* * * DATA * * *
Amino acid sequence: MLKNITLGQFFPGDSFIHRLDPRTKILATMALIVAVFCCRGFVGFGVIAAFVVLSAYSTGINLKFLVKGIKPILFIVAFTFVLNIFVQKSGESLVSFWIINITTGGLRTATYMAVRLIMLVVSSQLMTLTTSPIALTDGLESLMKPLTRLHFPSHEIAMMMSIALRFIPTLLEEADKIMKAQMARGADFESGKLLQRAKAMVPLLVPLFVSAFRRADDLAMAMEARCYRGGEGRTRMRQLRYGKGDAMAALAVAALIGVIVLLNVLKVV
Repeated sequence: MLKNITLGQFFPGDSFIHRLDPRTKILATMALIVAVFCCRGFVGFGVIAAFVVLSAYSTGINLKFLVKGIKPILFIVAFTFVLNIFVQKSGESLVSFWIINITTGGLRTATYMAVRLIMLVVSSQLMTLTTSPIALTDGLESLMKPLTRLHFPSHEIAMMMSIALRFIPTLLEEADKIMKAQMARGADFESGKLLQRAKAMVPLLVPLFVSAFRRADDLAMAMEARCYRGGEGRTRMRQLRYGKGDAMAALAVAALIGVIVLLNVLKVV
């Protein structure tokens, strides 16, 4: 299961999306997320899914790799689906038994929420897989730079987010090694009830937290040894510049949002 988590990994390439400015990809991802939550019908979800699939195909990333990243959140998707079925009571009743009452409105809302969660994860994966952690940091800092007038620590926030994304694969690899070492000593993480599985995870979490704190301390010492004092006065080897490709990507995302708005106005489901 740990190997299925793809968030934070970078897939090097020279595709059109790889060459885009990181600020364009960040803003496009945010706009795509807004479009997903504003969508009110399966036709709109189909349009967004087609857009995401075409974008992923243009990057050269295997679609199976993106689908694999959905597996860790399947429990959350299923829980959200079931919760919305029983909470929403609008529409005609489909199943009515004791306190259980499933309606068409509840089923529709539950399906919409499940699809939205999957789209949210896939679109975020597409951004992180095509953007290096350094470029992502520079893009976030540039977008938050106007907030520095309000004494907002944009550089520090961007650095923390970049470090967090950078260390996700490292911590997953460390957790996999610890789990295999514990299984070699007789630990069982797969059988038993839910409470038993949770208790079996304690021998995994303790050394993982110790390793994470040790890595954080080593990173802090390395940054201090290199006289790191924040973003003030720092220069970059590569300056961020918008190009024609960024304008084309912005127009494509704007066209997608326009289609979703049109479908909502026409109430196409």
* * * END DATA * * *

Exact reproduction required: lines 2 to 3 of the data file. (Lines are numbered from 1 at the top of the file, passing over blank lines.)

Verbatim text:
Repeated sequence: MLKNITLGQFFPGDSFIHRLDPRTKILATMALIVAVFCCRGFVGFGVIAAFVVLSAYSTGINLKFLVKGIKPILFIVAFTFVLNIFVQKSGESLVSFWIINITTGGLRTATYMAVRLIMLVVSSQLMTLTTSPIALTDGLESLMKPLTRLHFPSHEIAMMMSIALRFIPTLLEEADKIMKAQMARGADFESGKLLQRAKAMVPLLVPLFVSAFRRADDLAMAMEARCYRGGEGRTRMRQLRYGKGDAMAALAVAALIGVIVLLNVLKVV
């Protein structure tokens, strides 16, 4: 299961999306997320899914790799689906038994929420897989730079987010090694009830937290040894510049949002 988590990994390439400015990809991802939550019908979800699939195909990333990243959140998707079925009571009743009452409105809302969660994860994966952690940091800092007038620590926030994304694969690899070492000593993480599985995870979490704190301390010492004092006065080897490709990507995302708005106005489901 740990190997299925793809968030934070970078897939090097020279595709059109790889060459885009990181600020364009960040803003496009945010706009795509807004479009997903504003969508009110399966036709709109189909349009967004087609857009995401075409974008992923243009990057050269295997679609199976993106689908694999959905597996860790399947429990959350299923829980959200079931919760919305029983909470929403609008529409005609489909199943009515004791306190259980499933309606068409509840089923529709539950399906919409499940699809939205999957789209949210896939679109975020597409951004992180095509953007290096350094470029992502520079893009976030540039977008938050106007907030520095309000004494907002944009550089520090961007650095923390970049470090967090950078260390996700490292911590997953460390957790996999610890789990295999514990299984070699007789630990069982797969059988038993839910409470038993949770208790079996304690021998995994303790050394993982110790390793994470040790890595954080080593990173802090390395940054201090290199006289790191924040973003003030720092220069970059590569300056961020918008190009024609960024304008084309912005127009494509704007066209997608326009289609979703049109479908909502026409109430196409």